Moonlight is not all that difficult
to create, but can vary in intensity as the month progresses. The
weather can also effect it’s intensity on an hourly basis,
so if you want the full effect, you may have to take in these considerations.
We’ll concentrate, for the best part, on a full moon on a
slightly cloudy night. These can create interesting effects in the
clouds as the moon shines through which are nice to recreate in
On a full moon, yet ever so slightly
overcast, you will notice that the sky is lit up and that the illuminated
subjects on the ground are lit using a diffusion method from the
ambient light emitted from the refracted light from the clouds.
These refractions can also create a unique “Halo” effect
that almost looks like a lensflare ring in the clouds themselves.
Observe the real thing, if possible
and start by breaking the scene down into it’s individual
layers. Firstly we have the starfield background; this can be generated
either by using a procedural or bitmap background. For this example,
we will use the latter due to the inclusion of the Milky Way as
a background image, which would be slightly difficult to reproduce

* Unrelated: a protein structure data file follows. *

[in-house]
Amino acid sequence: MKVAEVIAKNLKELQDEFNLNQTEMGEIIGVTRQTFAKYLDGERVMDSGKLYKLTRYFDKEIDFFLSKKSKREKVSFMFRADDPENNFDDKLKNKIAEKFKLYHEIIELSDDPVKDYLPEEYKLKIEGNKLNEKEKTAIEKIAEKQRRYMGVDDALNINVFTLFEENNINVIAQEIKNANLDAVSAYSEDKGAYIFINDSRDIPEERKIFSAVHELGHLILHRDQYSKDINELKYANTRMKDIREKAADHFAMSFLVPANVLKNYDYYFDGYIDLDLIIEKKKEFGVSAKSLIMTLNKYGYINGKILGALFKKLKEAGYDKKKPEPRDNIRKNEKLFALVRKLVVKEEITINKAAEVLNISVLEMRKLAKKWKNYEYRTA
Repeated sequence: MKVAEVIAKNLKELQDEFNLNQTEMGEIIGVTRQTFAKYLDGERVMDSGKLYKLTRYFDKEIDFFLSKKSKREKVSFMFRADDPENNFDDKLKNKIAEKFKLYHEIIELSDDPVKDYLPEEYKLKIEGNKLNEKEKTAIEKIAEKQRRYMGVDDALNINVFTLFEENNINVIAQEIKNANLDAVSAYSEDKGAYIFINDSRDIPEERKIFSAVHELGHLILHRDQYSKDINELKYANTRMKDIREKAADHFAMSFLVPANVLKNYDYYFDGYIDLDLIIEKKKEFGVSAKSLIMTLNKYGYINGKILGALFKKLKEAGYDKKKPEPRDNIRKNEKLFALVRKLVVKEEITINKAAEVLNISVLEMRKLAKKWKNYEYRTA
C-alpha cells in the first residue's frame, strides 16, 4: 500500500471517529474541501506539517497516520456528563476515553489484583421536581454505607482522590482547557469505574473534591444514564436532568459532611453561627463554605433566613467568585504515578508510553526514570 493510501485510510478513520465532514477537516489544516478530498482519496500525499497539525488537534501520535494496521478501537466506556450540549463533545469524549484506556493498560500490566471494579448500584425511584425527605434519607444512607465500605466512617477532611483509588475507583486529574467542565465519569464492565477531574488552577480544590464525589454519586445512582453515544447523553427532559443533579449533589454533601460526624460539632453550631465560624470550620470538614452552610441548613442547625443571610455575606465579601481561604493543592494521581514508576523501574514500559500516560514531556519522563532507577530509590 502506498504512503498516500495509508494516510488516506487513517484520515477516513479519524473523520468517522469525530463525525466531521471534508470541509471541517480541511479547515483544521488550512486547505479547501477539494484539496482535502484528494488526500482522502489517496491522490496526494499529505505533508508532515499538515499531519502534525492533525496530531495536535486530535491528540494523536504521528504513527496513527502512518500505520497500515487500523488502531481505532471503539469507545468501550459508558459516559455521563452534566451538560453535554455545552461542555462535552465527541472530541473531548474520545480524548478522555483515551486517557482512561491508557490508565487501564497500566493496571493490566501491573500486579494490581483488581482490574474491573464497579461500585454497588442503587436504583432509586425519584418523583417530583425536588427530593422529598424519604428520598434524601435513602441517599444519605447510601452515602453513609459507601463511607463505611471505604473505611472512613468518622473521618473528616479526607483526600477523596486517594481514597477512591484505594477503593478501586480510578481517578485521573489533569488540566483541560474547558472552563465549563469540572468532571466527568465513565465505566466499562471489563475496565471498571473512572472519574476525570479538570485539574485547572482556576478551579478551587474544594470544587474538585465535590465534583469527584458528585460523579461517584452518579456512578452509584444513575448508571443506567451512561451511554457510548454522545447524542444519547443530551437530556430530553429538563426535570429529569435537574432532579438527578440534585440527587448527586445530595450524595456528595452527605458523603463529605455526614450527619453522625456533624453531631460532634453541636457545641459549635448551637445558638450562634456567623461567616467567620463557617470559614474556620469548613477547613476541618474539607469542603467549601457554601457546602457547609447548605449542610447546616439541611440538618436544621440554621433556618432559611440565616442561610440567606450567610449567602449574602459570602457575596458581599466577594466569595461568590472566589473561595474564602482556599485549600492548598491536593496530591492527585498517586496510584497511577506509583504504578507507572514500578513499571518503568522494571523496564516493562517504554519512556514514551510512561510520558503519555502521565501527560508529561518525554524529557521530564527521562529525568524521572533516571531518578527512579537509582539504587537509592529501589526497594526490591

as a procedural!
Next comes the Moon itself; this can
either be integrated either as a decal onto the starfield map or
as a standalone object. Again, we will use the latter for this example
should we wish to easily perform any additional glows or other post
effects on the Moon. Instead of using a wrap-around cylindrical
map for this object, as we are only viewing the moon from the front
and not the “dark” side, then we shall use a single
planar mapped image of a photograph of the moon itself as this is
what you would see if you looked up into the night sky.
Finally, we come to the cloud layer.
This normally consists of a cylindrical map wrapped around a hemisphere
as a skydome. Actually creating the night sky cloud layer can be
slightly taxing as it is difficult to photograph clouds to create
this texture at night. Therefore a daytime panorama is taken and
the blue removed and replaced with black to generate transparency
in the skydome so we can see the moon and stars in the background.